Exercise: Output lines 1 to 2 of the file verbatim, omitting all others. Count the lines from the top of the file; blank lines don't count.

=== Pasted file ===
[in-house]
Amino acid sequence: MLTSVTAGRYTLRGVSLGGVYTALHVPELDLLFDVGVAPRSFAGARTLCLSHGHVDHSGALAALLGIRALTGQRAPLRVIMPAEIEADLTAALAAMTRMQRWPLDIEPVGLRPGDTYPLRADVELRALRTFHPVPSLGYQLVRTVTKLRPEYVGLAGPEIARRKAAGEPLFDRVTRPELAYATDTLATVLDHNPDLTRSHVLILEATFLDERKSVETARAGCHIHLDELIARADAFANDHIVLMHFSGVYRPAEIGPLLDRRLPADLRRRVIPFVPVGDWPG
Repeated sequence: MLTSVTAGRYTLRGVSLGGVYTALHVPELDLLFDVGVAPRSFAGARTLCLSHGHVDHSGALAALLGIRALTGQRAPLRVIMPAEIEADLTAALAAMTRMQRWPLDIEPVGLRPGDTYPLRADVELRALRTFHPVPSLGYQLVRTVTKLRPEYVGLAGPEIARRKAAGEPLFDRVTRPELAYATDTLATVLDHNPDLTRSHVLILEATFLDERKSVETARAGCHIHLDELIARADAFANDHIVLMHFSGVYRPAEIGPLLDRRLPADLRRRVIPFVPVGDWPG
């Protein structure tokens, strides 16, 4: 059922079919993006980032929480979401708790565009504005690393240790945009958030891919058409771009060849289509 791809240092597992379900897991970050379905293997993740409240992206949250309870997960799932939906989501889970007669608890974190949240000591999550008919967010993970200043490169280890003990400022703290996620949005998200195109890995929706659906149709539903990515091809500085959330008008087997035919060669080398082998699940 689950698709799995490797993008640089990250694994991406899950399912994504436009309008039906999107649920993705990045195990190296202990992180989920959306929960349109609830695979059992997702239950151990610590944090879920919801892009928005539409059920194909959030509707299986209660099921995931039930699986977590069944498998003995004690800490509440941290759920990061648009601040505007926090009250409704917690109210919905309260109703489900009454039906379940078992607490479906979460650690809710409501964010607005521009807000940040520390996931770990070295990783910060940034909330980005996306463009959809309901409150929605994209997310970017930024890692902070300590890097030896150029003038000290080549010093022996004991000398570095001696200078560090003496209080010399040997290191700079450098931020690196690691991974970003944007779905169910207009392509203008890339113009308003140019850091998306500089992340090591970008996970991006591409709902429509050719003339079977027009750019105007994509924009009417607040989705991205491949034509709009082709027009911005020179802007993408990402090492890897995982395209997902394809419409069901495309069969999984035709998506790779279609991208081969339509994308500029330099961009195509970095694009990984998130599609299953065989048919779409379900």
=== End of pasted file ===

[in-house]
Amino acid sequence: MLTSVTAGRYTLRGVSLGGVYTALHVPELDLLFDVGVAPRSFAGARTLCLSHGHVDHSGALAALLGIRALTGQRAPLRVIMPAEIEADLTAALAAMTRMQRWPLDIEPVGLRPGDTYPLRADVELRALRTFHPVPSLGYQLVRTVTKLRPEYVGLAGPEIARRKAAGEPLFDRVTRPELAYATDTLATVLDHNPDLTRSHVLILEATFLDERKSVETARAGCHIHLDELIARADAFANDHIVLMHFSGVYRPAEIGPLLDRRLPADLRRRVIPFVPVGDWPG